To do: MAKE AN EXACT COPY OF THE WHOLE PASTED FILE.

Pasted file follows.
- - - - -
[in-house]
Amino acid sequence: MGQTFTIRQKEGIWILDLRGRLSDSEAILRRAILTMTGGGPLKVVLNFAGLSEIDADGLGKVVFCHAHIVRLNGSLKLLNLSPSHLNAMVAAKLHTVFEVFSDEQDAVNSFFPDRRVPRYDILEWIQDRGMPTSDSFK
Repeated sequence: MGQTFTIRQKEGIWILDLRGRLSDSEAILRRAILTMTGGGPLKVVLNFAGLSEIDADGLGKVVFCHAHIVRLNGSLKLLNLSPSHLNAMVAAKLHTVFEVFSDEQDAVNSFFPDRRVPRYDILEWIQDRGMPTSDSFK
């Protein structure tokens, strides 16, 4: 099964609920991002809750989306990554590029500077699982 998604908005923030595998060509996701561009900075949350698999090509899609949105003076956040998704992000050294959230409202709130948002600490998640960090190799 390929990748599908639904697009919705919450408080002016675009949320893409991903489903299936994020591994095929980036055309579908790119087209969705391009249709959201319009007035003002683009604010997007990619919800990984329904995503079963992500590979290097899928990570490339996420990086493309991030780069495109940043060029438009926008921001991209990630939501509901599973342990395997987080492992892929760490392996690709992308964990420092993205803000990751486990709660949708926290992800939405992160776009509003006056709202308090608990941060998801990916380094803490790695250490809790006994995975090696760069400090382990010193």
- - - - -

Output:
[in-house]
Amino acid sequence: MGQTFTIRQKEGIWILDLRGRLSDSEAILRRAILTMTGGGPLKVVLNFAGLSEIDADGLGKVVFCHAHIVRLNGSLKLLNLSPSHLNAMVAAKLHTVFEVFSDEQDAVNSFFPDRRVPRYDILEWIQDRGMPTSDSFK
Repeated sequence: MGQTFTIRQKEGIWILDLRGRLSDSEAILRRAILTMTGGGPLKVVLNFAGLSEIDADGLGKVVFCHAHIVRLNGSLKLLNLSPSHLNAMVAAKLHTVFEVFSDEQDAVNSFFPDRRVPRYDILEWIQDRGMPTSDSFK
């Protein structure tokens, strides 16, 4: 099964609920991002809750989306990554590029500077699982 998604908005923030595998060509996701561009900075949350698999090509899609949105003076956040998704992000050294959230409202709130948002600490998640960090190799 390929990748599908639904697009919705919450408080002016675009949320893409991903489903299936994020591994095929980036055309579908790119087209969705391009249709959201319009007035003002683009604010997007990619919800990984329904995503079963992500590979290097899928990570490339996420990086493309991030780069495109940043060029438009926008921001991209990630939501509901599973342990395997987080492992892929760490392996690709992308964990420092993205803000990751486990709660949708926290992800939405992160776009509003006056709202308090608990941060998801990916380094803490790695250490809790006994995975090696760069400090382990010193």